Tool Tube

tim

This is something I’ve been wanting to do for a while. When I added the Givi top box, and decided to attach the mounting plate as far forward as I could, so that the case could act as a back support for my wife, and to keep the weight forward as much as possible. Choosing to mount the plate there meant that the old tool box was covered up. At that point, the tool tube became more of a necessity.

The tube itself is a cylindrical container designed to be mounted to a tractor, to hold the instruction manual. New design and safety rules demand that new tractors have these, so the cylinders are now available as spare parts or aftermarket accessories. A few years ago the ADV community discovered that they make good toolboxes, so now they have a whole other market.

In the US they’re sold by Agrisupply for about $US5.00. Here’s they go for about $26 plus postage via motorcycle accessories resellers. Ouch. It didn’t take me long to track down the manufacturer and make contact with him via Alibaba. At the same time I emailed a couple of local tractor and farm machinery resellers. One could get it for $16 “plus freight” and the other could do it for $18. I ordered from the latter, and it came within a few days. The manufacturer eventually got back to me, saying that there is an importer in Australia who carries stock. By then it was too late, and I don’t know if I could have got them cheaper from him.

Anyway… here it is.

The tool tube

The tube, with nut, bolt, washers and some rubber grommets

I’ve drilled two extra holes in the upper mounting plate, which will make more sense in the images below. I also found that if I mounted the tube flush against the rear subframe I could not get the ld off, to the rubber grommets will be used as spacers.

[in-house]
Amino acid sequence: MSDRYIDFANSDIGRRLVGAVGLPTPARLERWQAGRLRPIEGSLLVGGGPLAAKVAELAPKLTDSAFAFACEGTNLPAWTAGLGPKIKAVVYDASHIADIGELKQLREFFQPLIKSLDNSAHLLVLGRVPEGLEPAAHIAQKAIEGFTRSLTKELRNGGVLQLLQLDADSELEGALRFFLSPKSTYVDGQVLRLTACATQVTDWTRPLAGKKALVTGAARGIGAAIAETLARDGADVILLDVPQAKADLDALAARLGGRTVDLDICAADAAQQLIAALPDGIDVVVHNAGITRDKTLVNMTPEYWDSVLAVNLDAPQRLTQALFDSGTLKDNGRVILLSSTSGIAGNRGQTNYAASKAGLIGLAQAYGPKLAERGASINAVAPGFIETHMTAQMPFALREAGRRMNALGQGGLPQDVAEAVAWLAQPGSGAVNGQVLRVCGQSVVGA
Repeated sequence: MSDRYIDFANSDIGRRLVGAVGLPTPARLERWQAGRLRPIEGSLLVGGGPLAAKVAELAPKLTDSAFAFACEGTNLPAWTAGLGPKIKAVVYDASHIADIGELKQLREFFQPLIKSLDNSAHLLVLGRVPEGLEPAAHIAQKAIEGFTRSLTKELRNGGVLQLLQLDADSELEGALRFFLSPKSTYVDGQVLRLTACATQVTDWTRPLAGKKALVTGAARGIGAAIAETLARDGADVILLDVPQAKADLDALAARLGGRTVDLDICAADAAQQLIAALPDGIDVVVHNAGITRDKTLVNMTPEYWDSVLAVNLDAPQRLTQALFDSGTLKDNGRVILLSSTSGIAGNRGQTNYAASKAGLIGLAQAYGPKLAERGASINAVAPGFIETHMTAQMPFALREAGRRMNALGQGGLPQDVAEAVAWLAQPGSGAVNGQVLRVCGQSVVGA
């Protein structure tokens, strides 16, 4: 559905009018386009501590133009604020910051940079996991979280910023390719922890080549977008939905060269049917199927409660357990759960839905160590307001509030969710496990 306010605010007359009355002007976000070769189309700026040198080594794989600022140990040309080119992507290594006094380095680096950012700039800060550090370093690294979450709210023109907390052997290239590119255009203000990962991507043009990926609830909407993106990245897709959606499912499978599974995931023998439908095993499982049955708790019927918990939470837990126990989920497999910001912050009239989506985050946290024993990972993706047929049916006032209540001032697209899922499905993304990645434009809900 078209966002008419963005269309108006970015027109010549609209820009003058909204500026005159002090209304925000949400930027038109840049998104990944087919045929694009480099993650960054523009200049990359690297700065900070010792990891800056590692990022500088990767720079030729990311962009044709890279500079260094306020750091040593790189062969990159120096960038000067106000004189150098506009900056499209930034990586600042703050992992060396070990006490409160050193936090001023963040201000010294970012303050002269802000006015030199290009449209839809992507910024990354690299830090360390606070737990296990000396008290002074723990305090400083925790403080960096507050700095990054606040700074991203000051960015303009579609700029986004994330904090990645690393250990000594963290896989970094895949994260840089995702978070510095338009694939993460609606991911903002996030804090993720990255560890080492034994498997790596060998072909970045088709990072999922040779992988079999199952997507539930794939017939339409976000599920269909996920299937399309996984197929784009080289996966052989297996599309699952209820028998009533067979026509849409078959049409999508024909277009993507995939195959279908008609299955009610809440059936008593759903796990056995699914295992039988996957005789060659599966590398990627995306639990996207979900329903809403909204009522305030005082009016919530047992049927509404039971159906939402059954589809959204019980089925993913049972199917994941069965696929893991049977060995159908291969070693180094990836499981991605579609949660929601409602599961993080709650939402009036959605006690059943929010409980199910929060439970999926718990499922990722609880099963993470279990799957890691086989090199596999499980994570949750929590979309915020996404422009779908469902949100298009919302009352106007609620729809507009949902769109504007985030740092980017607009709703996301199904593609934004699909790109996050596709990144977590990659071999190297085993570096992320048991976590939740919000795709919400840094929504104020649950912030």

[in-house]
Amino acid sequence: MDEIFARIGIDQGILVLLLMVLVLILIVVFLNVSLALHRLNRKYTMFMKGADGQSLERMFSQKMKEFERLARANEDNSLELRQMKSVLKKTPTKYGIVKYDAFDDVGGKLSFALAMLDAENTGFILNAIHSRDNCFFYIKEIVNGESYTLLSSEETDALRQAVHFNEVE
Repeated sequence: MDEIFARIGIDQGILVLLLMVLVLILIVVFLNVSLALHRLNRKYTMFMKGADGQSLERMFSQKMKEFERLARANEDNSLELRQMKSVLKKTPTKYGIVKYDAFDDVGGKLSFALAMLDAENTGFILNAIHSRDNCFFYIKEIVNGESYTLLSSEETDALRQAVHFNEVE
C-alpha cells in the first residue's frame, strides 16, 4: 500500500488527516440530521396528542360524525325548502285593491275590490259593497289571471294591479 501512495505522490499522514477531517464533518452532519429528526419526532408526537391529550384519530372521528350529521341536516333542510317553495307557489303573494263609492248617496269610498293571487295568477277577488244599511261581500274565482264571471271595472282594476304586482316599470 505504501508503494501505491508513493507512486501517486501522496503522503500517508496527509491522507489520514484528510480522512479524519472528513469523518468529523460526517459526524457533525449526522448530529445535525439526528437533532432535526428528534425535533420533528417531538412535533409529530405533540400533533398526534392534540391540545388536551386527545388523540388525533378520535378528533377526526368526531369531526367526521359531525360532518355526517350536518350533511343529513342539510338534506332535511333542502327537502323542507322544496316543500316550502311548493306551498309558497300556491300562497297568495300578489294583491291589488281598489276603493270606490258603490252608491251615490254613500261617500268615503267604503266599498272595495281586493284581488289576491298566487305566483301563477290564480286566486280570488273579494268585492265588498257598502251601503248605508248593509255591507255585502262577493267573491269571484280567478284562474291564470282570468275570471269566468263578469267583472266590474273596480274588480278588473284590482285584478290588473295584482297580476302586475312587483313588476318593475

Fitting the tube

Fitting the tool tube

The position of the two extra holes offset the top of the tube toward the outside of the bike, away from the tyre. I drilled matchin holes in the plastic bodywork (an extension of the rear mudguard) the sits between the tube and the frame. I then fed two cable ties down through the bodywork, through a rubber grommet, to the tube and back again, making a loop around the lower frame.

The tube in place

A total of 4 cable ties hold the top of the tube.

I did the same with the two original holes that lined up with the ones I’d made. It’s difficult to see in the photo, but there’s a small gap behind the side cover mounting hole and I was able to feed the cable ties in behind that. Pulled the cable ties tight and trimmed them. At the bottom of the tube I used a 13mm nut and bolt, and a large washer to distribute the force on the plastic. Fortunately the KLR has a perfect mounting point at that end already.

Next, I trimmed the side cover to accommodate the tube. There was a fair bit of trial and error, but I did learn a few things that might help others trying to do the same:

  • Mark on the side cover (masking tape is great for this)where the bottom edge of the tool tube sits, and cut in, perpendicular to the edge.
  • Mark a line down the underside of the side cover, about 25mm from the outer corner/edge. At the point where the side cover extends past the tool tube, turn the line back toward the inner edge of the cover. Cutting along this line should limit the underside of the side cover to 25mm wide, and it should return to full width at the rear. See photos below.
  • I used a hacksaw blade and an orbital sander for most of the work. If I were to do it again, I would first drill a number of holes along the marked lines (as close together as possible), then cut between the holes with the hacksaw blade, then sand away the remaining material.
Trimmed cover Trimmed cover
Here you can see the trimmed side cover, upside down.
Left:At the far end is the right-angle cut to accommodate the bottom of the tube. From there, the cut maintains a fairly even 25mm distance from the outer corner.
Right: At the rear of the cover, the cut changes direction, past the lid of the tool tube.
The result

The tool tube in place.

If you’re interested in sourcing one yourself:

The US supplier: Agri Supply

The Manufacturer: Autotech International (email bill.yuan@autotechgear.com)

The Australian Importer (according to the manufacturer): Fieldquip (email rob@fieldquip.com)

The place I got mine: AgPower

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